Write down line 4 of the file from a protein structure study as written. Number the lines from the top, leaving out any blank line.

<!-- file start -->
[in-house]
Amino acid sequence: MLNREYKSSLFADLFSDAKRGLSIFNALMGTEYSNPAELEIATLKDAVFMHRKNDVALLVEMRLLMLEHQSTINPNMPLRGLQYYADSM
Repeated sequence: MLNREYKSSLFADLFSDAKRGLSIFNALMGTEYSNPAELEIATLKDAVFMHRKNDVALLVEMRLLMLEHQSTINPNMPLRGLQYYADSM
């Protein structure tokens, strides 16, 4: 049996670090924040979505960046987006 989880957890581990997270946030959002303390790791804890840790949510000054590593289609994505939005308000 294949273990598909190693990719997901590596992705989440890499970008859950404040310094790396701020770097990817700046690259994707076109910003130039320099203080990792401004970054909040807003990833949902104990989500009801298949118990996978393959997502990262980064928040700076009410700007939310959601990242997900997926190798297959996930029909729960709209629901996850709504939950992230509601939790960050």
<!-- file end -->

């Protein structure tokens, strides 16, 4: 049996670090924040979505960046987006 989880957890581990997270946030959002303390790791804890840790949510000054590593289609994505939005308000 294949273990598909190693990719997901590596992705989440890499970008859950404040310094790396701020770097990817700046690259994707076109910003130039320099203080990792401004970054909040807003990833949902104990989500009801298949118990996978393959997502990262980064928040700076009410700007939310959601990242997900997926190798297959996930029909729960709209629901996850709504939950992230509601939790960050």